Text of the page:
An Inquiry how far the Practice of mixed Communion

affects the Grounds of Dissent from the Church of England, and from the Church of Rome.

MR. KINGHORN expresses his surprise that the champions of the hierarchy have neglected in their controversy with dissenters, to avail themselves of the practice of strict communion. For my part, I am only surprised at his surprise. For supposing (what is most contrary to fact) that it had furnished them with some advantage against a part of the baptists, what mighty triumph would it be to have proved, that a branch only of a denomination, by no means considerable in their eyes, had been betrayed into an inconsistency? The abettors of a splendid hierarchy were little likely to descend to a petty altercation with the members of one division of dissent, respecting a point which could merely supply an argumentum ad hominem, and about which their opponents are far from being agreed.

To us, however, it is of importance to consider whether the doctrine we have attempted to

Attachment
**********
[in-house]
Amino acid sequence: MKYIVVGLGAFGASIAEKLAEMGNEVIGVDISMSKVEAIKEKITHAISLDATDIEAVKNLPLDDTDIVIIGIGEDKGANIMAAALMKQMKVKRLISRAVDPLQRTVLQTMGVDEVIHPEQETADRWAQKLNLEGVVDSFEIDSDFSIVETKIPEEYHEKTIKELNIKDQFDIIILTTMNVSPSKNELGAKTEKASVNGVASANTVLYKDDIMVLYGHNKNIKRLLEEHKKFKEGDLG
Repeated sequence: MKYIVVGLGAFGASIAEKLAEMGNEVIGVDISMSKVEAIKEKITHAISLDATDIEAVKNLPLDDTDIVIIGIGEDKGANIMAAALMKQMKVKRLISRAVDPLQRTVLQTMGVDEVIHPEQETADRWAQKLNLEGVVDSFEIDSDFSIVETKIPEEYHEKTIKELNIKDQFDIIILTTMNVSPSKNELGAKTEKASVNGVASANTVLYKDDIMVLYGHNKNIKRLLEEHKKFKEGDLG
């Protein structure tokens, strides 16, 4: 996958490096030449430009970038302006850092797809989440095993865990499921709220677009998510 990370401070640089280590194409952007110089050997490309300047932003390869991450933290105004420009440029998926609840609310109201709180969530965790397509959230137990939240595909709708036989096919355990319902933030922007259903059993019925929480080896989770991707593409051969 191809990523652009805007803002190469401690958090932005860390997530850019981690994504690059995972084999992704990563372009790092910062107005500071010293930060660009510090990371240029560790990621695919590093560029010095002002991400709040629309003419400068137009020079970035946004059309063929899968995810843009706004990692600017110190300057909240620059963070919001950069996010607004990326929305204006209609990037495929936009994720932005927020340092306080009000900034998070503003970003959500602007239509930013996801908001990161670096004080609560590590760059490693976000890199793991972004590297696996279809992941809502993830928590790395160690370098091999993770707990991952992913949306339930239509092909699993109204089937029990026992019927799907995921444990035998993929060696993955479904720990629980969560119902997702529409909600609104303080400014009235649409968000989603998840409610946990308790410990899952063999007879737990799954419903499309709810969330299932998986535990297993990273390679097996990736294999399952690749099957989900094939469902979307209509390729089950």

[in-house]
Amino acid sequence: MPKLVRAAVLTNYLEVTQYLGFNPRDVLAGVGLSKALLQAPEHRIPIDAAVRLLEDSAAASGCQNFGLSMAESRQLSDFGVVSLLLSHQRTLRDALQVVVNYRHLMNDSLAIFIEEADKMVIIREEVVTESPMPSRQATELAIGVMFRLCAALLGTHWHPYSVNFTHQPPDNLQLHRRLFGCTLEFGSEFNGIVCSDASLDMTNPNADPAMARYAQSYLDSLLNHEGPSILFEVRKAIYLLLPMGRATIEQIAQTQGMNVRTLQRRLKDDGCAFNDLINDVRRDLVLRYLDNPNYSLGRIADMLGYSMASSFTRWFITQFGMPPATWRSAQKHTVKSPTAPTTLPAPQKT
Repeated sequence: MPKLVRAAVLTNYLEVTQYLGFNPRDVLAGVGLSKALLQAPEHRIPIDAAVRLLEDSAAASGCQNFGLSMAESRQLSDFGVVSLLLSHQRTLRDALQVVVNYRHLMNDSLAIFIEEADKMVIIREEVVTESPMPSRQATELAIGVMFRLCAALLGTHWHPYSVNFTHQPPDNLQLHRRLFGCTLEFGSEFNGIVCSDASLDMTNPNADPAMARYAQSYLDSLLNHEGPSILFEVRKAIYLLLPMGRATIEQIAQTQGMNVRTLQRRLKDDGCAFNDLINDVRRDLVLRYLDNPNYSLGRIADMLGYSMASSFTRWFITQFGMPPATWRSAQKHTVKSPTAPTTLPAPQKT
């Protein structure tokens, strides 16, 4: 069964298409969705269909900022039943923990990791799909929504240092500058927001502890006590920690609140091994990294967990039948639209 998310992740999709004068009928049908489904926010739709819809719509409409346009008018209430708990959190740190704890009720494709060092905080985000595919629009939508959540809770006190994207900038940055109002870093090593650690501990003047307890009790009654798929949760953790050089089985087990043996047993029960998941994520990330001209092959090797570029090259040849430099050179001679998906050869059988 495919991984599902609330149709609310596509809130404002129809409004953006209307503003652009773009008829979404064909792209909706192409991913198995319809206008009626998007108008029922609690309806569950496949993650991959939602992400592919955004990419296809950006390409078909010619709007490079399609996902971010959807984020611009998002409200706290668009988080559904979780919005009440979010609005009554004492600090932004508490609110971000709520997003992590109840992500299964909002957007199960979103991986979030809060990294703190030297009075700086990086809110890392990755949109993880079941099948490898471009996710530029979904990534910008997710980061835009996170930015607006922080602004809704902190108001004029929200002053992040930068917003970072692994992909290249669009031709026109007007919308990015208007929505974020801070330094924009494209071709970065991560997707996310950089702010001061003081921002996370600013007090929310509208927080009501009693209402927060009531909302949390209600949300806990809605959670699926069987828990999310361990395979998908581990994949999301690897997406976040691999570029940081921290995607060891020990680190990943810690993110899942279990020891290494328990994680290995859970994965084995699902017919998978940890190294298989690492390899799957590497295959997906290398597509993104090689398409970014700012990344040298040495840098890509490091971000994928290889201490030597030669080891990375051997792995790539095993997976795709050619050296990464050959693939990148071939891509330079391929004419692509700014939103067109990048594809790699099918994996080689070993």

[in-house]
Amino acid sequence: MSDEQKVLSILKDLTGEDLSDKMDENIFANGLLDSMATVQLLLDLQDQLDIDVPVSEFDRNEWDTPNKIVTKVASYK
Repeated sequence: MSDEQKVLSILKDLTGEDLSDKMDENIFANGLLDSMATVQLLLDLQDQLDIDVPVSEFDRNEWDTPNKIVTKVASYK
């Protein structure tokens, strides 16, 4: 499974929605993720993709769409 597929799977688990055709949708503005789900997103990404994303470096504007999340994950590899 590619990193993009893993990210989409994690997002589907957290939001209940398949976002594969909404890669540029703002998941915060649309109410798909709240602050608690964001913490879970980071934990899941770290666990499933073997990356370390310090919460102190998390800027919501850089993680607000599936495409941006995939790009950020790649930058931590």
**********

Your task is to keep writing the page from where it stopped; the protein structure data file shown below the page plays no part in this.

establish, is justly chargeable with infringing on the legitimate principles of dissent. With this view, we shall briefly examine the substance of our author's arguments on this subject.

We are accused of inconsistency in arraigning the church of England “for introducing rites and ceremonies which have indeed no scriptural authority, but which are pleaded for, merely as decent and venerable customs; while we ourselves tolerate in the church, the neglect of an institution which we are convinced was universally obeyed in the apostolic times, and which was appointed by the highest authority.” To this we reply, that the cases are not parallel ; that they differ in the most essential particulars.

It is one thing to tolerate, and another to practise. The law of God invariably and absolutely forbids the latter; that is, it uniformly prohibits the performance of a single action which we esteem contrary to his will, but to say it in all cases forbids the former, is to insist on an absolute agreement respecting every branch of practice. The objection is brought against us who neither practise nor sanction infant baptism, that we are chargeable with the same criminality which is supposed to attach to the introducers of human rites and ceremonies in religion, ceremonies which they unquestionably both practise and approve.

* Baptism a Term of Communion, p. 123.